This report prints, respectively, the user CPU time, the system CPU time, the sum of the user and system CPU times, and the elapsed real-time. The unit of time is seconds.

We’ll make use of the other Benchmark methods further in practice.

Inline Templates Testing

Now that you understand a bit more about how Ruby’s Benchmark module works, we’ll dive into the execution of some tests over the three templates.

For this, we’ll create a single template, translate it into the three engine syntax, and finally, run it under the Benchmark method.

Add the following to the second test file:

require 'erb'
require 'haml'
require 'slim'
require 'benchmark'
require 'ostruct'

notes = OpenStruct.new title: 'Write an essay', description: 'My essay is about...', randomList: (0..50).to_a.sort{ rand() - 0.5 }[0..10000]

erb_example = <<-ERB_EXAMPLE
<span><%= notes.title %></span>
<span><%= notes.description %></span>
<table>
  <tr>
    <% notes.randomList.each do |note| %>
      <td><%= note %></td>
    <% end %>
  </tr>
</table>
ERB_EXAMPLE

slim_example = <<-SLIM_EXAMPLE
span= notes.title
span= notes.description
table
  tr
    - notes.randomList.each do |note|
      td= note
SLIM_EXAMPLE

haml_example = <<-HAML_EXAMPLE
%span= notes.title
%span= notes.description
%table
  %tr
    - notes.randomList.each do |note|
      %td= note
HAML_EXAMPLE

context = OpenStruct.new notes: notes
__result = ''

Benchmark.bmbm(20) do |bcmk|
  bcmk.report("erb_test") { (1..2000).each { ERB.new(erb_example, 0, '-', '__result').result binding } }
  bcmk.report("slim_test") { (1..2000).each{ __result = Slim::Template.new { slim_example }.render(context) } }
  bcmk.report("haml_test") { (1..2000).each { __result = Haml::Engine.new(haml_example).render(binding) } }
end

First, import the required modules. Other than the template engines, we’re also importing the ostruct module. An OpenStruct is a data structure from metaprogramming, similar to a Hash, that allows the definition of arbitrary attributes with their accompanying values.

It is useful because we don’t need to create a whole class structure to store the values. We can define it inline.

Our struct is basically a Note object with a title, description, and a list of random numbers, which increase processing time.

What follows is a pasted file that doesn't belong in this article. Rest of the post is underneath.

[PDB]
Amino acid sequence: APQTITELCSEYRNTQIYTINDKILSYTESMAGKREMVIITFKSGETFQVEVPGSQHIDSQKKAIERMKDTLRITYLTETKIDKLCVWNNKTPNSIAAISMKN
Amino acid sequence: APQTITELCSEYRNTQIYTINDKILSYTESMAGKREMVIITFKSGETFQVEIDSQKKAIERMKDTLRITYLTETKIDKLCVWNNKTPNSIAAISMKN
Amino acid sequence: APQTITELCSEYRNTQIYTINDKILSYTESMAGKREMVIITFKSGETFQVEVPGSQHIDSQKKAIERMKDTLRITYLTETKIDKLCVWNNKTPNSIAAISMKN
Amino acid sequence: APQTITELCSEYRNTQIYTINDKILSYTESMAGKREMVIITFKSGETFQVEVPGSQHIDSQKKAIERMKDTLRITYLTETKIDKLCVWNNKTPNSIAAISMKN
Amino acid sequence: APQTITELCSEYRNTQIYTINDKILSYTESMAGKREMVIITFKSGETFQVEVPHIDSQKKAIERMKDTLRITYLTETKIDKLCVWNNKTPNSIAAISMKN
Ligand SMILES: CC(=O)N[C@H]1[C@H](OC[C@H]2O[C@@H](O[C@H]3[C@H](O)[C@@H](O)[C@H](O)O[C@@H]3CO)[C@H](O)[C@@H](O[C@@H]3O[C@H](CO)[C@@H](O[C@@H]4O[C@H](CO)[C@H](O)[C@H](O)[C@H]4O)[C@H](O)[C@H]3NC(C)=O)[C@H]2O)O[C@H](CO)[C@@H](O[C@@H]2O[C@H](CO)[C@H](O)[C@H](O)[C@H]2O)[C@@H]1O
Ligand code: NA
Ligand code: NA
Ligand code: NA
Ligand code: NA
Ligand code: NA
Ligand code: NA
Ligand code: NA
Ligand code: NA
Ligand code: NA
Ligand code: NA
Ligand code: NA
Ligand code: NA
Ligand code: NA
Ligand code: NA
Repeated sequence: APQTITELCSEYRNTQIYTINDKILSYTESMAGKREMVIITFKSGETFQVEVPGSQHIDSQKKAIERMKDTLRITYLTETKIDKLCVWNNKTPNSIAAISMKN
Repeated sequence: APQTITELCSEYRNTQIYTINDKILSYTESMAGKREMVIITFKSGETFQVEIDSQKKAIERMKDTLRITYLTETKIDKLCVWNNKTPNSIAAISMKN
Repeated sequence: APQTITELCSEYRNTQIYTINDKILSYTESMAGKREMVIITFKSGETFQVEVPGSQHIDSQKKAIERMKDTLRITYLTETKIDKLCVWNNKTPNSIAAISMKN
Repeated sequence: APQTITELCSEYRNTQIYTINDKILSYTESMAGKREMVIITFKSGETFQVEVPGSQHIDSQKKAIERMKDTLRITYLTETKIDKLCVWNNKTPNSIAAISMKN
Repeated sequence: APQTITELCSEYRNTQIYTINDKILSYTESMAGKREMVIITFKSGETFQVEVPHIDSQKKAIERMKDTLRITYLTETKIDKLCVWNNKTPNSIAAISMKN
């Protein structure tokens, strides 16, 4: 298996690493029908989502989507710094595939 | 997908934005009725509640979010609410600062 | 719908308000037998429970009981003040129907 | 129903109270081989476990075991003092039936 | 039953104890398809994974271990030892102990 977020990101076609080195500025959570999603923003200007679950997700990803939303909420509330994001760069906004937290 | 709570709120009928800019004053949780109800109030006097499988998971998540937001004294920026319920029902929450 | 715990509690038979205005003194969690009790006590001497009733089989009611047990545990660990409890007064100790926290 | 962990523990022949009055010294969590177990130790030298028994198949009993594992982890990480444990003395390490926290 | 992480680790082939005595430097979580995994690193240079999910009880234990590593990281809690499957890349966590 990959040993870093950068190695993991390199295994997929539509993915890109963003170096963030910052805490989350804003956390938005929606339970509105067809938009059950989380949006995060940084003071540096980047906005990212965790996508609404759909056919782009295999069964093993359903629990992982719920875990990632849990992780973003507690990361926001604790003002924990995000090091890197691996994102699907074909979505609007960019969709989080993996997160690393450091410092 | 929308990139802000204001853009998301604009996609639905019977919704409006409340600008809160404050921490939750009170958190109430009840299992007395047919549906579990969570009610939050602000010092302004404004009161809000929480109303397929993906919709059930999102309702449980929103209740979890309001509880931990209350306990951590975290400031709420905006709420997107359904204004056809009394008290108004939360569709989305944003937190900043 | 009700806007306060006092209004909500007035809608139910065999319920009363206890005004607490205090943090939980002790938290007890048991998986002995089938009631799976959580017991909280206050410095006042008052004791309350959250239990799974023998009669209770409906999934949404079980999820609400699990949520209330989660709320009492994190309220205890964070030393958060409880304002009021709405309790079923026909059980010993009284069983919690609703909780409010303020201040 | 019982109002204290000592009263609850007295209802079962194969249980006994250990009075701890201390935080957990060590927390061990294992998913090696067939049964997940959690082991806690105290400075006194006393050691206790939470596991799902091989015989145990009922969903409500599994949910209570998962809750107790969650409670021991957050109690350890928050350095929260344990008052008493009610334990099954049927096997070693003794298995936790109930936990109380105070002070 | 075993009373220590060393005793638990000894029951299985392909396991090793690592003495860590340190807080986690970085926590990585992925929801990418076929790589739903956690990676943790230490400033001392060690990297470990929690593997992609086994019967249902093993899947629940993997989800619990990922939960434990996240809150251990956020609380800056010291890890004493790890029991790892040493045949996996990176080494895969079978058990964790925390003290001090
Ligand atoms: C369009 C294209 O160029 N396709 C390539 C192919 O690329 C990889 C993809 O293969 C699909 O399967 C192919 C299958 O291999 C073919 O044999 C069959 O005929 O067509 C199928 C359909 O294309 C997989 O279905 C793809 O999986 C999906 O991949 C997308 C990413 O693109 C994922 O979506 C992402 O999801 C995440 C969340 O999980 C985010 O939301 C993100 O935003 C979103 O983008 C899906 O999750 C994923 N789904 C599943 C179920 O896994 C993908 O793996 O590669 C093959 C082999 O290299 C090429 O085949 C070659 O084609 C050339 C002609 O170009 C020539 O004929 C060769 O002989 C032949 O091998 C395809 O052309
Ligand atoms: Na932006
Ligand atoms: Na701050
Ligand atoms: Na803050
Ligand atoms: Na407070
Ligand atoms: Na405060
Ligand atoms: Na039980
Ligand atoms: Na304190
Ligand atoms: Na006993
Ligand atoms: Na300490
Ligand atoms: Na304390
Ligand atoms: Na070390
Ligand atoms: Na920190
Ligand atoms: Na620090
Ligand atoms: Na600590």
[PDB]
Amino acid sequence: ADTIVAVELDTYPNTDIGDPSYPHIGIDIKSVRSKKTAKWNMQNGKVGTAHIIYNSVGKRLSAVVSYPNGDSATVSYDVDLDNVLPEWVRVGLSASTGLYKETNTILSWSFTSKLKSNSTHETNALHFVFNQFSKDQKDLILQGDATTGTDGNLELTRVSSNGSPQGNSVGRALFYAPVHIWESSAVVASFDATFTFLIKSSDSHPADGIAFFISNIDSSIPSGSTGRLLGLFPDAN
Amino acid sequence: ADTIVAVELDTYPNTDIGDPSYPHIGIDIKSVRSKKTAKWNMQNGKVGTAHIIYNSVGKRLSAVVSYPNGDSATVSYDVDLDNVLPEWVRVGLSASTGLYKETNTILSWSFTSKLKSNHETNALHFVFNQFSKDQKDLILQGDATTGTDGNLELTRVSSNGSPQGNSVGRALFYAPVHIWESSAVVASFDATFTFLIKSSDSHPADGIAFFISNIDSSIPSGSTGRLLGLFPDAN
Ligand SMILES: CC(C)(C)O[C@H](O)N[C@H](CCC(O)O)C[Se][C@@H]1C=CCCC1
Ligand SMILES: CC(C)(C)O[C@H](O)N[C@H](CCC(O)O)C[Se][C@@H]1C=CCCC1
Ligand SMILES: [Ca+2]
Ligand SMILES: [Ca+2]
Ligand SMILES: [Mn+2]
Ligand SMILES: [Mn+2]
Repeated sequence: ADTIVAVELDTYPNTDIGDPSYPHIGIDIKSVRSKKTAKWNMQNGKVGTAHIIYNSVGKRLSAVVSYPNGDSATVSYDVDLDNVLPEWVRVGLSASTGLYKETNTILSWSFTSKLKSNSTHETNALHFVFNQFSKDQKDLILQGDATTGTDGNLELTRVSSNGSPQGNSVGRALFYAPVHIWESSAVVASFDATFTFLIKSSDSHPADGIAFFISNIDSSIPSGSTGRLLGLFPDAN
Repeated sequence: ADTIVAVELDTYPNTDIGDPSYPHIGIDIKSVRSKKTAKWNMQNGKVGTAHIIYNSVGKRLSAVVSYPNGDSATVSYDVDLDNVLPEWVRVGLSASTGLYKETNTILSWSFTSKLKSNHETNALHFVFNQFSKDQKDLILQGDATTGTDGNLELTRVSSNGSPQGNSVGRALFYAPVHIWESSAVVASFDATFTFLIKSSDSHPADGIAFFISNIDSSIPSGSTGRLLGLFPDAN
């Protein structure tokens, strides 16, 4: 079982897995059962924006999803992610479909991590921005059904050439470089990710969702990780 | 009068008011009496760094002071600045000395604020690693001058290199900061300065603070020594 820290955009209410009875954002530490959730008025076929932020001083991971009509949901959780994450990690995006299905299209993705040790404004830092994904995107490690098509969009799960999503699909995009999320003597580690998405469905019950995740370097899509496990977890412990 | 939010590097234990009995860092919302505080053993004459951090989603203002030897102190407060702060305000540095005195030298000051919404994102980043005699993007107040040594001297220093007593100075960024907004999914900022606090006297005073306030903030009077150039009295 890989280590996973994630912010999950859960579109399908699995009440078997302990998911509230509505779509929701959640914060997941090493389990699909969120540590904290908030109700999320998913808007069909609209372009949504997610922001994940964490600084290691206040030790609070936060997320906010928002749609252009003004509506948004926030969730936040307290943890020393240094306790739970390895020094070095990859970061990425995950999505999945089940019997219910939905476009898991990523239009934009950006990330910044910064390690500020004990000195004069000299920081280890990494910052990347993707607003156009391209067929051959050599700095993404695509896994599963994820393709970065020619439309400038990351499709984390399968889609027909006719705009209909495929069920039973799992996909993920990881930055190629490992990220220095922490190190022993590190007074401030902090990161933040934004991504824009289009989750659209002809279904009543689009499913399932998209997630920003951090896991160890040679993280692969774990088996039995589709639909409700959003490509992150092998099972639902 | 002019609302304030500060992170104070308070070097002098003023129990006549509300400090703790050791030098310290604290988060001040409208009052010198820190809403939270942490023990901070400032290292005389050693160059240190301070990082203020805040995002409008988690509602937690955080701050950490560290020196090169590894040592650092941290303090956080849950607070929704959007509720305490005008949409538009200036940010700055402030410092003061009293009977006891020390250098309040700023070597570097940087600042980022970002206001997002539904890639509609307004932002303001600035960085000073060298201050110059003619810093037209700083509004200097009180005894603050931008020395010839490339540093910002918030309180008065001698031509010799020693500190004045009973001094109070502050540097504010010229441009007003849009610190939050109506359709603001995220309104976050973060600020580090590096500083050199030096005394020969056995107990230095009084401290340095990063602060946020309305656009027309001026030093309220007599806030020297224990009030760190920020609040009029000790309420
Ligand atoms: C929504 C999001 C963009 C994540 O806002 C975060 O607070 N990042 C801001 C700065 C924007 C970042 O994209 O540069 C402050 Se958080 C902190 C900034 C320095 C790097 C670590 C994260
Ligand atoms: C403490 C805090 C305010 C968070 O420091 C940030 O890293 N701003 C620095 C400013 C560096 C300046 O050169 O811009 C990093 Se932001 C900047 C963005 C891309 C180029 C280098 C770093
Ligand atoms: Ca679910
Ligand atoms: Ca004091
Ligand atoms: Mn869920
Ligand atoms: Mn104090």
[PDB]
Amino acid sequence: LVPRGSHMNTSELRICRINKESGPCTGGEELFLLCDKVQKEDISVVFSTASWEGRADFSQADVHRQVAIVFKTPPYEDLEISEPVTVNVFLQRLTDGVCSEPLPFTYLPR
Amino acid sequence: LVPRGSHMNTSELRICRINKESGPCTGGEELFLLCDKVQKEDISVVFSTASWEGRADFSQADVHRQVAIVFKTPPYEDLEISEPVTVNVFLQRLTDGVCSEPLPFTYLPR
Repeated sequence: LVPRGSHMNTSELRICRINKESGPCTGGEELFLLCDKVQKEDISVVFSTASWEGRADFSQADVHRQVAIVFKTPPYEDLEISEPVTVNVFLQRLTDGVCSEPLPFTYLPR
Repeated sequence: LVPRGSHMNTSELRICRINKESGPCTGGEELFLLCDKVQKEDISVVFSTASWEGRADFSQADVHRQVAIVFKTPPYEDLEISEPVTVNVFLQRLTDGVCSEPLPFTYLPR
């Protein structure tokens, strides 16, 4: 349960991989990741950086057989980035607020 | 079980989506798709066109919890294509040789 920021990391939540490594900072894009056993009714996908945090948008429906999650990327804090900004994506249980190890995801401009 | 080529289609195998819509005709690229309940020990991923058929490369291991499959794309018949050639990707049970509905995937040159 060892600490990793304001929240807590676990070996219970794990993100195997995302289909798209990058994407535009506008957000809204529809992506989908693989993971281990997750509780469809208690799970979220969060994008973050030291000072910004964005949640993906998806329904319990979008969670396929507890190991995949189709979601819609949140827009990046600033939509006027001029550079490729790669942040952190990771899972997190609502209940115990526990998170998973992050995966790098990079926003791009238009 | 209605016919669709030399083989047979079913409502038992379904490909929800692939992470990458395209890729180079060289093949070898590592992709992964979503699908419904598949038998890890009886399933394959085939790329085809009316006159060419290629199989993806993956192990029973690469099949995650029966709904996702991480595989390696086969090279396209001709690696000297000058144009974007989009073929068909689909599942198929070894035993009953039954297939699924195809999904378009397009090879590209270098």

We won’t focus on how each template engine works; you can refer to their official docs for this. However, their syntax is pretty easy to assimilate.

The magic is placed at the end of the code. Now, we’re using the bmbm method, which does a bit more than the first one. Sometimes, benchmark results may be skewed due to external factors, such as garbage collection, memory leaks, etc. This method attempts to minimize this effect by running the tests twice: the first time as a rehearsal to get the runtime environment stable and the second time for real. You can read more on this here.

Finally, each one of the bmbm’s inner code lines executes a loop 2000 times during the creation of each template. The focus is on assigning the template and rendering it.

After executing this test file, here’s the result:

Rehearsal --------------------------------------------------------
erb_test               0.311534   0.002963   0.314497 (  0.314655)
slim_test              2.544711   0.004520   2.549231 (  2.550307)
haml_test              1.449813   0.003169   1.452982 (  1.454118)
----------------------------------------------- total: 4.316710sec

                           user     system      total        real
erb_test               0.298730   0.000679   0.299409 (  0.299631)
slim_test              2.550665   0.004148   2.554813 (  2.556023)
haml_test              1.432653   0.001984   1.434637 (  1.435417)

The two result blocks are separated for you to assimilate what’s real from the rehearsal.

Changing the Scenario a Bit